TGIP will not always be the rule: adaptive hypotheses and predicted ecological conditions for TGIP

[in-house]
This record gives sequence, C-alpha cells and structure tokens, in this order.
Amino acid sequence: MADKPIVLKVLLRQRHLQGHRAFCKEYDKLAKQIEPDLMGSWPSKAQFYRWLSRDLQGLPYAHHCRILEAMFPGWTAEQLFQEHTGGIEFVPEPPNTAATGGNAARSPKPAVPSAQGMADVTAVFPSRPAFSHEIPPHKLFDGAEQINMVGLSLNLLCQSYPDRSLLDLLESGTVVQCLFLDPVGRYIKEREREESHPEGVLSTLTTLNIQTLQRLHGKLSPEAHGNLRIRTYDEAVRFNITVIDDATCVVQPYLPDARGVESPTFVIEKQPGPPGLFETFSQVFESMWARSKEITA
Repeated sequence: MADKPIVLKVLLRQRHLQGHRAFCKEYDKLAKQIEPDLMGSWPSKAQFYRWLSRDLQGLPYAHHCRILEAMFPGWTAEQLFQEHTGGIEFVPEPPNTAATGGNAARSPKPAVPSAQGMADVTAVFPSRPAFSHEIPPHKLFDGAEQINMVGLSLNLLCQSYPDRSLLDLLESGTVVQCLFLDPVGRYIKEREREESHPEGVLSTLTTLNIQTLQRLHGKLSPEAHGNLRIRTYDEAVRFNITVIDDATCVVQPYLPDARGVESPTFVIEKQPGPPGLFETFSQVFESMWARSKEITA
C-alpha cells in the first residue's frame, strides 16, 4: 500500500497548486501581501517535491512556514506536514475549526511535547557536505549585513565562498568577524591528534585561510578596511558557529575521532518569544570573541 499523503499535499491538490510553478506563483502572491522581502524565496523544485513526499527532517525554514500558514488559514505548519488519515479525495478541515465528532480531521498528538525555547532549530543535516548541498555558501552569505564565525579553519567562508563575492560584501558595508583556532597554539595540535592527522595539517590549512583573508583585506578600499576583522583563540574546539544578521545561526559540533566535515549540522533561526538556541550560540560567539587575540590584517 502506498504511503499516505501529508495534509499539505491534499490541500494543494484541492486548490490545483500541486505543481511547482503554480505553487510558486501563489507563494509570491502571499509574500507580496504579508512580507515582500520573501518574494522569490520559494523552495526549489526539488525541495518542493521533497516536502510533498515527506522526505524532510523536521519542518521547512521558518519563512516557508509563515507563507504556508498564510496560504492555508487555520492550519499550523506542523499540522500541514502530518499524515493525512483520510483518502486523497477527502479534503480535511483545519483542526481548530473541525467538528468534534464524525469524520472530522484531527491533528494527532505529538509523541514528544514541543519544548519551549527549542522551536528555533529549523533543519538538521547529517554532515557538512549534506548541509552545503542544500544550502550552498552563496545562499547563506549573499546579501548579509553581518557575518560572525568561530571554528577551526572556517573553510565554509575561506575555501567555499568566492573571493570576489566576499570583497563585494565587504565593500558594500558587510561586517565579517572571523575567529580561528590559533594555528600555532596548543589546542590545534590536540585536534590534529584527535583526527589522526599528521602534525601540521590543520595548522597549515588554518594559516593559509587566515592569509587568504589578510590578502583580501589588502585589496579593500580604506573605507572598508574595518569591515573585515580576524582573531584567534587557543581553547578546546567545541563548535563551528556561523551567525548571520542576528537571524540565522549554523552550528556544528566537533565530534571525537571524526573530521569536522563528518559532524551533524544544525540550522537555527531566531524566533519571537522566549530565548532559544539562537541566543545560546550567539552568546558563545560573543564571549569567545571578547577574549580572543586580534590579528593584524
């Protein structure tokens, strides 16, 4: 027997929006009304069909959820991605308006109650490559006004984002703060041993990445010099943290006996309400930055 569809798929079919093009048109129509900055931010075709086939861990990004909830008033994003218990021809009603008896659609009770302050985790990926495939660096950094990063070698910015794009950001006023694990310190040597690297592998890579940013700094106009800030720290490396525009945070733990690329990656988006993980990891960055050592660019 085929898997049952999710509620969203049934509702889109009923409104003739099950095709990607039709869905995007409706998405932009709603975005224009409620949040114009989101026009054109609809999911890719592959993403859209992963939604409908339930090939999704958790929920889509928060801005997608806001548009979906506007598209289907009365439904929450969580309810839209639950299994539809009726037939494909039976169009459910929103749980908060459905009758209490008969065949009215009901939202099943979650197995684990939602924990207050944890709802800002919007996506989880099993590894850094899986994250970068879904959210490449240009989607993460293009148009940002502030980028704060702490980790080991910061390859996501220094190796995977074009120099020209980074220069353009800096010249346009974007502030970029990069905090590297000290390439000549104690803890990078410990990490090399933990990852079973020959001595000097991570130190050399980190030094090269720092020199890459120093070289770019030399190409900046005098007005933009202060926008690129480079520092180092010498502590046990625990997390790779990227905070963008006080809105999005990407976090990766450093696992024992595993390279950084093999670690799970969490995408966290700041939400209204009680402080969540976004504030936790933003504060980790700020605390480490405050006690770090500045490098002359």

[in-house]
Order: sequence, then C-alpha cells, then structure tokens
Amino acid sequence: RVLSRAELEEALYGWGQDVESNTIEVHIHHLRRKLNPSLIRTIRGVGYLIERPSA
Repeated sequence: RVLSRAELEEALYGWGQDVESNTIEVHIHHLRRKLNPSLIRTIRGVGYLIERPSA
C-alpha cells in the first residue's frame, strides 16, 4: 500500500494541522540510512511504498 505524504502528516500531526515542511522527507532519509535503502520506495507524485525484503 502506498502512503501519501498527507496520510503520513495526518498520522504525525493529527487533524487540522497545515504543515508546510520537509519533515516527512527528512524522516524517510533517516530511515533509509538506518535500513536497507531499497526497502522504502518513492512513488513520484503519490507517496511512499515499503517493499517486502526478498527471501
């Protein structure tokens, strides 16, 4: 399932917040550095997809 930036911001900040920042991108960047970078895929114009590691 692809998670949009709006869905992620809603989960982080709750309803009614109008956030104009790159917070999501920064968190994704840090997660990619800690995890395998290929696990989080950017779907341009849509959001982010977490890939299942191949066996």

Vertebrates and invertebrates have multiple pathways by which offspring immunity may be primed based on parental experience of pathogen and parasite exposures. There are two potential adaptive evolutionary hypotheses for the two distinct mechanistic types of TGIP (parental transfer or heightened endogenous offspring immunity) that have been discussed above. Transfer to offspring of active immune components may be beneficial in providing protection to offspring during an otherwise vulnerable period, when the offspring is not yet able to mount its own effective responses. Mechanisms leading to heightened endogenous responses by offspring that are based on parental immune experience will be selected for as they ready offspring for the prevailing parasite and pathogen environment. These hypotheses are not mutually exclusive. For example, transfer of antibodies in vertebrates will protect offspring before they can produce their own antibodies, but in addition, the diversity and quantity of antibodies can mirror the antecedent experienced parasite and pathogen environment of the mother (Grindstaff et al. 2003). It should be noted, however, that a correlation between the levels of an active immune component in mothers and the quantity transferred to offspring does not require an adaptive explanation. A parsimonious explanation could be that this is a simple passive mechanistic consequence of an increased titer of the component in the mother, which requires no link to its effect on offspring fitness. The subsequent discussion of the evolution of TGIP assumes the hypothesis that TGIP will ready offspring for the infection risk of the current environment.